New Caledonia's fiercely divided political parties on Thursday reached a deal on the sale of a key nickel mine which sparked a collapse of the French territory's government and threatened to cloud a third independence vote set for next year.
Amazon has opened a cashier-free supermarket in London, its first bricks and mortar expansion outside the U.S. as the company bets on strong demand for its contactless shops. The online retailing giant opened the doors to its Amazon Fresh shop in West London's Ealing neighborhood on Thursday, in what it said will be the first in a wave of shops in the British capital using its automated checkout technology. Purchases are charged to an Amazon account after leaving and a receipt sent by email.
Prince Harry's wife Meghan has accused Buckingham Palace of "perpetuating falsehoods" about her and her husband, saying the royal couple would not be silent in telling their story.Her comments were released as part of the latest teaser ahead of the couple's much anticipated interview with American talk show host Oprah Winfrey, due to be broadcast on U.S. television this Sunday.The clip dropped just hours after Buckingham Palace said it was "very concerned" about reports in Britain’s Times newspaper alleging that Meghan had bullied assistants working for her two years ago.Harry and Meghan issued a statement denying that she had bullied anyone.This latest Oprah interview clip shows Meghan being asked "How do you feel about the Palace hearing you speak your truth today?"Referring to the Royal family as ‘The Firm’ she replies by saying "I don't know how they could expect that after all of this time we would still just be silent, if there is an active role that The Firm is playing in perpetuating falsehoods about us."Michelle Tauber is the senior royals editor for People magazine.''I think that after this interview airs, many people are going to wonder why the royal family couldn't make this work. (...) 'The monarchy failed in terms of there was a golden opportunity to modernize with this couple and it didn't happen. They lost. They lost what could have been.''Oprah's interview was recorded before The Times newspaper ran a report citing unnamed sources saying an aide to Harry and Meghan had raised a complaint in October 2018, alleging that Meghan had reduced some assistants to tears and treated others so badly that they had quit.The paper said Harry had urged the aide, who has now left their staff, to drop the complaint, and it never progressed.Reuters could not independently verify the report.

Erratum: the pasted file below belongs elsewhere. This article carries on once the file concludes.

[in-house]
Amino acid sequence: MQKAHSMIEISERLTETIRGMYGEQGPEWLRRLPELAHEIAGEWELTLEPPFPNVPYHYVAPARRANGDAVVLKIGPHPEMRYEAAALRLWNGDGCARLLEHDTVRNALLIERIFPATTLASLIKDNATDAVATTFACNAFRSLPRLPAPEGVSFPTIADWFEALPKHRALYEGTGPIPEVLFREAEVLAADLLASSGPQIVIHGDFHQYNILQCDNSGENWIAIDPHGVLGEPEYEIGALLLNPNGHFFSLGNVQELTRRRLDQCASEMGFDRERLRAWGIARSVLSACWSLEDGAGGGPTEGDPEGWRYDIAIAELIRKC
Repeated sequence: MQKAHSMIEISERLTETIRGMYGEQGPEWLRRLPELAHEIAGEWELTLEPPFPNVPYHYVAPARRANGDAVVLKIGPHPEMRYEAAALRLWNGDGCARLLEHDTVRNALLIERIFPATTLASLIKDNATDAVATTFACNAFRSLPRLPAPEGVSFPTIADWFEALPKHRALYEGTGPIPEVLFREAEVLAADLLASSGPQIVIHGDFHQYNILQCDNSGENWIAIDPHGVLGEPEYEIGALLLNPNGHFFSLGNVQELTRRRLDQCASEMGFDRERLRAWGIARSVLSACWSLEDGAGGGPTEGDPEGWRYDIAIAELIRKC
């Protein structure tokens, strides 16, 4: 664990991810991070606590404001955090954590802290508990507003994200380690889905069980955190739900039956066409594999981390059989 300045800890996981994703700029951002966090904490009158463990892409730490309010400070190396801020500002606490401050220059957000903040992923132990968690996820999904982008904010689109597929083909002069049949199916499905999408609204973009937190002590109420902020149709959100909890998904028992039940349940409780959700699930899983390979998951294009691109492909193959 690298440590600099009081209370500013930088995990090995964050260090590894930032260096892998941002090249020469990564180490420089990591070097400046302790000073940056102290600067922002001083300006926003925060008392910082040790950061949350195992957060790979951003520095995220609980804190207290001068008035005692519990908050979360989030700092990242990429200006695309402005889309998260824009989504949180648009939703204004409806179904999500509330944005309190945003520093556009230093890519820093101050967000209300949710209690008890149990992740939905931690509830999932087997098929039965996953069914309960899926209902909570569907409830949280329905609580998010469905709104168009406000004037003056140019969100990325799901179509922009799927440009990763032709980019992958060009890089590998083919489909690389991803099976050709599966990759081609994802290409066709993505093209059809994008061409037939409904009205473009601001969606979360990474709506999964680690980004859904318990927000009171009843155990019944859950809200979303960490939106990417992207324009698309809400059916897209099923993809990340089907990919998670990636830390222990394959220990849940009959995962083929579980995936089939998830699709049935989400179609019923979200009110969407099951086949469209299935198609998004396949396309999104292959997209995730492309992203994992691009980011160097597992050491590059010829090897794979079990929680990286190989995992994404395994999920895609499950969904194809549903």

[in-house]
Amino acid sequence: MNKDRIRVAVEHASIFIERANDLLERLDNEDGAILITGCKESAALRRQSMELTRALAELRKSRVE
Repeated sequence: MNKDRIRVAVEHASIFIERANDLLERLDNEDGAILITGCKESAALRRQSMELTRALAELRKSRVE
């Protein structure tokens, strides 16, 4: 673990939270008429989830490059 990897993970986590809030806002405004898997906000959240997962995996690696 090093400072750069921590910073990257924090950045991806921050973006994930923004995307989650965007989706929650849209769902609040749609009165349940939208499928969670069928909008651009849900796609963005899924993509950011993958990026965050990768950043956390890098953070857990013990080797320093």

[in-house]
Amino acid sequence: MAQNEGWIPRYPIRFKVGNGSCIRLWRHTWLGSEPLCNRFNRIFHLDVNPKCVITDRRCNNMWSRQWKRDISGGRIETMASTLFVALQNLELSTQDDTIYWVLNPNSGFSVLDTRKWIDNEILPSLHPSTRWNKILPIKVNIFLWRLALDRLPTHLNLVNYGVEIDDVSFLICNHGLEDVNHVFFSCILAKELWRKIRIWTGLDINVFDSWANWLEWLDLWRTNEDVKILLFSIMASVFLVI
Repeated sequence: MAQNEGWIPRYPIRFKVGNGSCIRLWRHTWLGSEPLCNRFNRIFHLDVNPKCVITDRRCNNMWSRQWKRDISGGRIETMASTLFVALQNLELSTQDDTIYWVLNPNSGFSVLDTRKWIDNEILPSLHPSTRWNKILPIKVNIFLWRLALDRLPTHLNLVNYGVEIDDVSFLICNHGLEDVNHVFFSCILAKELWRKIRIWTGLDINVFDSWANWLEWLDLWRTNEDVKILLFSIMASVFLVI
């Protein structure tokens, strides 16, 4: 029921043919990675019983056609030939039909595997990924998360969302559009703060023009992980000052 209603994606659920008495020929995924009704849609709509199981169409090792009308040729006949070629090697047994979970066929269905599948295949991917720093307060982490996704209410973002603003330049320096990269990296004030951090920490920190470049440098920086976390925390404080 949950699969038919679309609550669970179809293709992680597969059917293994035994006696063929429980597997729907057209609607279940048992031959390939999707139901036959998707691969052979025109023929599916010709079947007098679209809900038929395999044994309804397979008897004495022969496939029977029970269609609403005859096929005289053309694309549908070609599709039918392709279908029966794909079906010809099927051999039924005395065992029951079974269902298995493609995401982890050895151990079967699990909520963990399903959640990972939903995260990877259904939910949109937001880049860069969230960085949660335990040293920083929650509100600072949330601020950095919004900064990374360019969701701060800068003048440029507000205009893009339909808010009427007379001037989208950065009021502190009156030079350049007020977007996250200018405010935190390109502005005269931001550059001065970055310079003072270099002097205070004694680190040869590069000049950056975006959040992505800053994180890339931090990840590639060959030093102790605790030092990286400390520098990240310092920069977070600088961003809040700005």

Yet preparations for NEOM, the $500 billion signature project in Prince Mohammed bin Salman's drive to diversify Saudi Arabia's economy, are well underway. The organisation behind the development, expected to be close to the size of Belgium when it is completed, will hire 700 people this year, according to Simon Ainslie, the venture's chief operating officer. While NEOM is being sold as a vision of a brighter future, international investors have yet to bite.
Stock markets retreated Thursday, with the heaviest losses in Asia, as rising inflation fears offset optimism about the re-opening of virus-hit economies, traders said.
A New Zealand man is facing criminal charges after allegedly posting online threats against two Christchurch mosques that were the sites of a terrorist attack that left 51 people dead. Police on Thursday arrested the 27-year-old man and charged him with threatening to kill. Police Superintendent John Price told reporters the threats were made earlier this week on the website 4chan, which has been used as a forum in the past by white supremacists.